Since the majority of the performance-boosting benefits that you obtain from these products is simply a result of the caffeine content anyway, you can very easily make your own effective homemade pre-workout blend using a few simple ingredients and for a fraction of the cost.
My favorite “basic” pre-workout combination as is as follows, taken 30-45 minutes prior to training:
Caffeine Anhydrous: 100-200mg
(if you have a particularly high tolerance you can increase this to 300mg)
The caffeine will increase your energy levels and mental focus while reducing muscular fatigue, while the l-tyrosine will work downstream from the caffeine to amplify its effects further without any additional “jitters”.
This stack is simple, easy and will deliver the majority of the effects you’d get from a typical commercial pre-workout, but for a much lower cost.
If you want a slightly more potent combination, you can consider adding in 1-2 grams of acetyl l-carnitine and/or 6-8 grams of citrulline malate as well, however, this just depends on your individual tolerance/preference and how much money you want to spend on pre-workout supplementation.
Q: What types of carbohydrate sources should a properly structured muscle building or fat burning diet be based around, and which sources should be avoided?
Proper carbohydrate selection doesn’t need to be anywhere near as complicated as most people make it out to be, and there are only a couple of basic “rules” that I’d recommend you follow.
First off, keep in mind that when it all comes down to it, carbohydrates are just sugar. So whether you consume a bowl of rice, an apple or a chocolate bar, it all eventually gets broken down into basic glucose one way or another.
The only difference is in how those carbs are “packaged up”. Some are found in high fiber, nutrient dense food sources (like fruits and vegetables) while others are found in foods that may contain little to no fiber or nutritional value (like sugary drinks or other typical “junk food”).
Since consuming adequate fiber, vitamins, minerals and phytonutrients is an important part of fueling your body for optimal muscle growth, fat loss, gym performance and overall health, your main goal should just be to get the bulk of your carb intake (at least 80%) from minimally processed, higher fiber sources.
Examples include foods like fruits, vegetables, oatmeal, rice, potatoes, quinoa, whole grains etc.
Then, to gain extra insurance that your body’s micronutrient needs are being met, make sure to get in 2 servings of vegetables and 1-2 servings of fruit per day as part of that total.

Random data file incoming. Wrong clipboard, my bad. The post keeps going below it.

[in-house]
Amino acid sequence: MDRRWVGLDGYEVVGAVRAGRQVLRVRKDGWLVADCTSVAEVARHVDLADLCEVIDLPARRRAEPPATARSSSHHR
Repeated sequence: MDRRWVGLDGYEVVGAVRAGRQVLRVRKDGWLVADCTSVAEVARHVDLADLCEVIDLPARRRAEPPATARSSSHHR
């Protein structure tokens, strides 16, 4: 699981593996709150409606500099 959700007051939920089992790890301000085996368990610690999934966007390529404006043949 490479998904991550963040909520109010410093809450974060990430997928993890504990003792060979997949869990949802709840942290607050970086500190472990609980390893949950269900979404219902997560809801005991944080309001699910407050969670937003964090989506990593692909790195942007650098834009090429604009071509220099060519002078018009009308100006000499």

From there, as long as at least 80% of your carbs are coming from these types of foods, the rest can be made up of whatever sources you’d like as long as it fits into your daily totals. (Yes, you CAN have a few cookies or some ice cream or a chocolate bar without your fitness program imploding.)
It’s really as simple as that. As long as you’re following these basic guidelines then there’s really no need to analyze your carbohydrate intake any further.
Q:Are genetics really that important when it comes to building muscle? Just how big of a role do they play?
The simple answer is that, as with most things in life, yes, genetics do play a fairly significant role in determining how quickly or slowly an individual will gain muscle assuming their training and nutrition plan are properly structured.
There are many different factors that come into play, such as muscle fiber type distribution, testosterone levels, growth hormone levels, metabolic rate, neuromuscular efficiency and recovery ability just to name a few.
On top of this, certain genetic factors will also play a role in governing how your actual physique will appear once you’ve put on a significant amount of muscle, such as your underlying muscular shape, muscle insertion points and bone structure.
This is just the simple fact of that matter, and anyone who tries to tell you that genetics don’t play a role or that individual muscle building progress is 100% a result of “hard work only” is full of it.
That said, there are two important things I’d point out here…
First off, although there are some people out there with exceptionally “good” muscle building genetics as well as those with particularly “bad” muscle building genetics, the vast majority of the population will fall somewhere in the middle.
Don’t let your perception be skewed by muscle magazines and the physiques you see online with crazy muscle development and shredded six packs year round. This only represents a very, very select minority of the population, and many of these people aren’t even natural athletes to begin with.
And secondly, regardless of your individual genetic capacity for gaining muscle, it really has no practical relevance to your program anyway.
In the absence of some underlying health condition, virtually anyone can build a significant amount of muscle size and strength given enough time and consistency. For some people it may simply take a shorter or longer period of time than average.
So, the whole concept of “genetics and muscle growth” is totally irrelevant, and your only job is to train hard, eat right, stay focused, and good things will happen as long as you remain consistent.
Thanks for checking out this Q&A. I hope it was helpful and I’ll be back again soon with Part 6.